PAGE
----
Endpoint Protection: THE HIDDEN COSTS OF ANTIVIRUS

 

Today’s traditional antivirus no longer delivers meaningful security value due to its inability to adapt to the changing threat landscape and its reliance on reactive threat detection, yet organizations continue to rely on antivirus as a means to protect their endpoints.What often goes unrecognized is the hidden costs antivirus imposes on organizations. Security technologies must balance the benefits they provide to an organization with the cost associated with their operation. What follows are some of the hidden costs of using antivirus systems.

 

 

Operational Agility:

Traditional antivirus relies on signature-based scanning technology that is not particularly flexible in supporting new applications, systems and platforms. Organizations that rely on antivirus will encounter difficulty in deploying and securing new technology that would offer significant business advantages that antivirus has failed to deliver on, often requiring additional adaptive or corrective measures for these new technologies to work in conjunction with antivirus. These additional efforts will cost the organization time, effort and, ultimately, loss of agility.

 

Opportunity Cost:

To implement and run an antivirus system within an organization, staff time must be allocated to support, operate and maintain it. This staff might otherwise be used to support projects that offer greater returns on investment and more effective prevention tools. Additionally, antivirus systems often require organizations to combine various solutions to cover the gaps in security that AV cannot fill, which may take longer to integrate and offer lower security effectiveness.

 

Risk Mitigation:

Many organizations work to achieve compliance with various regulatory frameworks, like the Payment Card Industry Data Security Standards (PCI DSS) and the Health Insurance Portability and Accountability Act (HIPAA). However, compliance does not guarantee that security risks will be sufficiently mitigated. The effort to meet compliance is and should be treated as a bare minimum for security best practices. While antivirus is almost always a requirement to meet compliance, it offers almost no significant security value in today’s computing environments. As a result, security professionals deploy other technologies and products to mitigate security risks that AV cannot address, imposing additional tangible and intangible costs to the organization.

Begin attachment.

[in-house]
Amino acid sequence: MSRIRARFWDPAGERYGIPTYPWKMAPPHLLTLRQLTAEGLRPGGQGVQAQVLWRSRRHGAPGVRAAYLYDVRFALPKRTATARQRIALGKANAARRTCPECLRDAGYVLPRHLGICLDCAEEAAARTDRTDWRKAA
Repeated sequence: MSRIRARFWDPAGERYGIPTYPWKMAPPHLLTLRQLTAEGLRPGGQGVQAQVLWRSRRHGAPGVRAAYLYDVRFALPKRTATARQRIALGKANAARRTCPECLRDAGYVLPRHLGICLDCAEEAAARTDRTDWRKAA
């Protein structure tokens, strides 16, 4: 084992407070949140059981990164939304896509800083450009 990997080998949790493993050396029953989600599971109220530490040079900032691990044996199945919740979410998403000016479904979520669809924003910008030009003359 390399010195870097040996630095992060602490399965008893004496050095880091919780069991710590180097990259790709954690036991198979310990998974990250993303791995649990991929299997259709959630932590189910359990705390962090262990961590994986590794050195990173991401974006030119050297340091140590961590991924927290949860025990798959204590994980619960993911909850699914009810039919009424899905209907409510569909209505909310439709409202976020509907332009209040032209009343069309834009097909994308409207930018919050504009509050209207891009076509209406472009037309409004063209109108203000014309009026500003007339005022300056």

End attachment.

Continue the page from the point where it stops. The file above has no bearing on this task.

False Sense of Security:

End users heavily rely on the organization’s various IT and security functions to secure its network, systems and computing environment, assuming the tools and technologies implemented enable them to safely conduct their daily business activities. When an organization deploys a traditional antivirus system, users may wrongly assume that their systems are protected from attacks. This false sense of security can lead users to be less vigilant about their behavior and to exercise less caution in avoiding potential cyberthreats, regardless of security awareness training programs.

Until organizations realize the deficiencies of their antivirus solutions and implement a replacement that provides meaningful security value, they will continue to incur these intangible costs and leave their endpoints vulnerable.

 

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